As president of the South Sanur Real Estate Associations Ethics Committee I have some thoughts to share with you about this advertisement.
To live on "the island of the gods" is a privilege, earned through behaving in a way acceptable to the custodians of this magical place. Crass advertisements like these, which smack of colonial era attitudes (why should staff attend to "your every need and desire") do western culture a disservice. With this sort of insensitive consumerism one wonders how long the real Bali can survive the onslaught of carpet-baggers, without disassociating itself from the increasingly repugnant expatriate population.
Re: "Live like a King". There are still nine functioning regents, called Tjokorda (who oversee the all-important soul purification rites, which are behind the moniker "island of the gods" (see the Stranger's 1979 film of the same name for Qantas (directed by Philip "Patriot Games" Noyce)). The Tjokordas are still very much alive. They have earned their right to live like kings, after generations of duty. As we are all here as tamu (guests) it is polite not to presume kingly privileges.
"Get Rich Quick" campaigns like this belong in Florida or Queensland or the South of Spain. Let's leave Bali and the Balinese out of it.
22 March 2002: Working on my coming tome "Balinese Architecture A Sourcebook of Traditional and Modern Forms"
On a lighter note my valiant editor Carole Muller recently took me to task, gently, for misattributing the provenance of the wonderful benevolent-malevolent "Faces of Glory" (called Boma, or Sai in Bali) which adorn Balinese temple gates. I had tried to link the Sai faces to the North Coast Java (Chinese) Barong Sai giant puppet effigies. Consulting my Javanese gurus and A. Bernet Kemper's marvelous book "Ancient Indonesian Art" threw little light on the subject. Bernet Kempers mentioned the fabulous carved Kala heads over the portals of Javanese temples but stopped short of any discussion on their possible origon and any mention of Boma or Sai. Of course the Kala heads are Hindu in origon but what do they mean ? Why all the fangs and menacing when all else is garlands and rosettes ? We need to know.
By great fortune I happen to be in Delhi the next week at a Sufi recital in the beautiful Hamayon's tomb (the pre-curser to the Taj Mahal). My hostess was wearing a Southern Indian necklace with a big Boma face on it. "This is a Kirthi muka face" she explains "known as the face of glory or the face of fame": Its everywhere on South Indian temples. I was intrigued. In "The Oxford" bookshop in Mumbai I find numerous books with references to the Kirthimuka. I presented all this evidence to Carole "Tooth and Fang" Muller who gave me one of her "more migrtion theory" looks and then said: "Yes, darling, but its really all Tibetan tantric."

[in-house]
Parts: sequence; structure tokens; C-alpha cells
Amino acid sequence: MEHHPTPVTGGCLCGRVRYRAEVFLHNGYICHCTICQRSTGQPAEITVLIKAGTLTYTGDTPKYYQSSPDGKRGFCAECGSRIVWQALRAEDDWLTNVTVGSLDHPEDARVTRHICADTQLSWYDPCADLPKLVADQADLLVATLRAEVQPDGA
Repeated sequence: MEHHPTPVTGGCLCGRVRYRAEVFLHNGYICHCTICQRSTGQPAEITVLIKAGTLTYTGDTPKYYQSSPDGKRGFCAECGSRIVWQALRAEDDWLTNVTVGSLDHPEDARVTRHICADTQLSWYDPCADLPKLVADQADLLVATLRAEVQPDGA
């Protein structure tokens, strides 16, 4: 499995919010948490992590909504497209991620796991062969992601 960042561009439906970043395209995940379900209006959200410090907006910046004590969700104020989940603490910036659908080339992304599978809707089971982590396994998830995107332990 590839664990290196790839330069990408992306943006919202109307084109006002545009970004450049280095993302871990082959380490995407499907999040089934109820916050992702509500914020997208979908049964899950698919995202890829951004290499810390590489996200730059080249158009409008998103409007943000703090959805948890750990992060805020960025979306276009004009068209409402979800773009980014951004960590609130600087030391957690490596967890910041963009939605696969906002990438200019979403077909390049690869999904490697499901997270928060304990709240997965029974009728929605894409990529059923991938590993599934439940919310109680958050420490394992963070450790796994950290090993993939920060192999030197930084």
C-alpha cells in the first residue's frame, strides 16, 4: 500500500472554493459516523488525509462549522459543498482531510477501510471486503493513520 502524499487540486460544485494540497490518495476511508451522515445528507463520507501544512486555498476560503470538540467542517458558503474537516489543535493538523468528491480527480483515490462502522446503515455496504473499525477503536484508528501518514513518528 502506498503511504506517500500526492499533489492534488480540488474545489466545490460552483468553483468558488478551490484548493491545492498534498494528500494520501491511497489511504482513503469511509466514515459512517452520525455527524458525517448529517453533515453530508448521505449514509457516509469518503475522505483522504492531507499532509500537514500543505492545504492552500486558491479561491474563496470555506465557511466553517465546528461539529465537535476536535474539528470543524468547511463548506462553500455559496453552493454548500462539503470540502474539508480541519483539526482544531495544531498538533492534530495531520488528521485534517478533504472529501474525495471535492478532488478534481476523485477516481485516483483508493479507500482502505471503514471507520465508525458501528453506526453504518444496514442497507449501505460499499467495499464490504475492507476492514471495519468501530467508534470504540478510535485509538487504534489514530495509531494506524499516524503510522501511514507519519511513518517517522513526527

26 March 2002: The Chatterattis gather in South Jakarta
I return to the delightful Bentara Budaya Cultural complex in Jakarta built by famed architect-priest Romo (Father) Mangunwijaya in 1963 and sponsored by the Kompas newspaper empire headed by the perennially youthful Jakob Oetama. Jogjakarta-born Romo Wijaya was an incredibly innovative and versatile designer in the spirit of Antonio Gaudi and Frank Lloyd Wright. The occasion is a retrospective of the Bali work of Indonesian artist and industrial designer Pintor Sirait. I have to make a speech, which is easy as I have so much to say about the Jakarta-Bali connection. I say that before the recent monetary crisis Jakartans only came to Bali to make bad debts and to make whoopee. Now they come and make shop-houses and songfests. Every now and then the Bali art and design scene is enriched by a passing city-slicker (One thinks here of composer-fashionista Guruh Soekarnoputra, the president's brother, or photographer-activist Rio "Bali Style" Helmi or choreographer-dancer Sardono (who invented the famed Teges Psycho-ketjak). Pintor Sirait is one such infiltrator-instigator. His inspired metalwork artworks for the new Lamak Restaurant in Ubud is drawing crowds, and influencing a generation of bored bengkel (metalsmiths). His designs for the staff canteen at the Four Seasons Resort, Jimbaran have raised the bar for working environments nationwide. His work is truly Bali modern: Sirait looks at old Bali (the lamak woven motifs on house shrines, and batik patterns, for example) and interprets them in a fresh modern way (compared to many expat designers who try and re-interpret Bali in their own image (i.e. zen pissy).)